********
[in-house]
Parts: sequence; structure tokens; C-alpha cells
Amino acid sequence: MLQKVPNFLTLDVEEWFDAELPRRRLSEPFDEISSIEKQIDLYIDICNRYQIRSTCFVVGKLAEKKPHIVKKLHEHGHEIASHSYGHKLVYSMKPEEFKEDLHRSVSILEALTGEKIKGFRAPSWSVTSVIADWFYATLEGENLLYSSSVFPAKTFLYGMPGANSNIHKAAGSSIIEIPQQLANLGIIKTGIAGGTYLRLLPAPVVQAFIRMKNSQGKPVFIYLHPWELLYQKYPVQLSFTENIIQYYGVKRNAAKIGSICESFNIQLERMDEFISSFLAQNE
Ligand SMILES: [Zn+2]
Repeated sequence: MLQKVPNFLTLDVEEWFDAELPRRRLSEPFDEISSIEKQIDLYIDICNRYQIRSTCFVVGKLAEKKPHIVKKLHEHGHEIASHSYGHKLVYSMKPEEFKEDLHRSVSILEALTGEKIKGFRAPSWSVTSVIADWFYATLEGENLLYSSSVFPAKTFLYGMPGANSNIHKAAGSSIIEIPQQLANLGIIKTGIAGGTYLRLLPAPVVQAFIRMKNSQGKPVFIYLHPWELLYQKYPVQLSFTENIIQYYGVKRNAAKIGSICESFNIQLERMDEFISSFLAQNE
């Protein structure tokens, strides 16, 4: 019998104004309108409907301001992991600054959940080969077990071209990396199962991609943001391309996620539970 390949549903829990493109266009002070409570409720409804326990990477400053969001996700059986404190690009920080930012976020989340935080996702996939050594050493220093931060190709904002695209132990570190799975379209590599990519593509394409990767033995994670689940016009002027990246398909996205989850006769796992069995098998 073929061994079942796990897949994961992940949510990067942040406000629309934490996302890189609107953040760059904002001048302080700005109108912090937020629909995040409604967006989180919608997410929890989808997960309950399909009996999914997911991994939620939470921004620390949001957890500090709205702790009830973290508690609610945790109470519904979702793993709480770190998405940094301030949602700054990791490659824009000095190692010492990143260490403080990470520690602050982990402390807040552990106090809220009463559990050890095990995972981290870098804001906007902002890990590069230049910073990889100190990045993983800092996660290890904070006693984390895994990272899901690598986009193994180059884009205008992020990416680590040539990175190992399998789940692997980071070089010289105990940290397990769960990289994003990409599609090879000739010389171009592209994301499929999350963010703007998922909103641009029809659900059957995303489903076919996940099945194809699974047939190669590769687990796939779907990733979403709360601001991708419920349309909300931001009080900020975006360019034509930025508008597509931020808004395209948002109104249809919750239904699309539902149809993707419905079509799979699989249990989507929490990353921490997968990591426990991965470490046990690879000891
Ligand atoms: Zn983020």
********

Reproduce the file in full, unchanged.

[in-house]
Parts: sequence; structure tokens; C-alpha cells
Amino acid sequence: MLQKVPNFLTLDVEEWFDAELPRRRLSEPFDEISSIEKQIDLYIDICNRYQIRSTCFVVGKLAEKKPHIVKKLHEHGHEIASHSYGHKLVYSMKPEEFKEDLHRSVSILEALTGEKIKGFRAPSWSVTSVIADWFYATLEGENLLYSSSVFPAKTFLYGMPGANSNIHKAAGSSIIEIPQQLANLGIIKTGIAGGTYLRLLPAPVVQAFIRMKNSQGKPVFIYLHPWELLYQKYPVQLSFTENIIQYYGVKRNAAKIGSICESFNIQLERMDEFISSFLAQNE
Ligand SMILES: [Zn+2]
Repeated sequence: MLQKVPNFLTLDVEEWFDAELPRRRLSEPFDEISSIEKQIDLYIDICNRYQIRSTCFVVGKLAEKKPHIVKKLHEHGHEIASHSYGHKLVYSMKPEEFKEDLHRSVSILEALTGEKIKGFRAPSWSVTSVIADWFYATLEGENLLYSSSVFPAKTFLYGMPGANSNIHKAAGSSIIEIPQQLANLGIIKTGIAGGTYLRLLPAPVVQAFIRMKNSQGKPVFIYLHPWELLYQKYPVQLSFTENIIQYYGVKRNAAKIGSICESFNIQLERMDEFISSFLAQNE
């Protein structure tokens, strides 16, 4: 019998104004309108409907301001992991600054959940080969077990071209990396199962991609943001391309996620539970 390949549903829990493109266009002070409570409720409804326990990477400053969001996700059986404190690009920080930012976020989340935080996702996939050594050493220093931060190709904002695209132990570190799975379209590599990519593509394409990767033995994670689940016009002027990246398909996205989850006769796992069995098998 073929061994079942796990897949994961992940949510990067942040406000629309934490996302890189609107953040760059904002001048302080700005109108912090937020629909995040409604967006989180919608997410929890989808997960309950399909009996999914997911991994939620939470921004620390949001957890500090709205702790009830973290508690609610945790109470519904979702793993709480770190998405940094301030949602700054990791490659824009000095190692010492990143260490403080990470520690602050982990402390807040552990106090809220009463559990050890095990995972981290870098804001906007902002890990590069230049910073990889100190990045993983800092996660290890904070006693984390895994990272899901690598986009193994180059884009205008992020990416680590040539990175190992399998789940692997980071070089010289105990940290397990769960990289994003990409599609090879000739010389171009592209994301499929999350963010703007998922909103641009029809659900059957995303489903076919996940099945194809699974047939190669590769687990796939779907990733979403709360601001991708419920349309909300931001009080900020975006360019034509930025508008597509931020808004395209948002109104249809919750239904699309539902149809993707419905079509799979699989249990989507929490990353921490997968990591426990991965470490046990690879000891
Ligand atoms: Zn983020």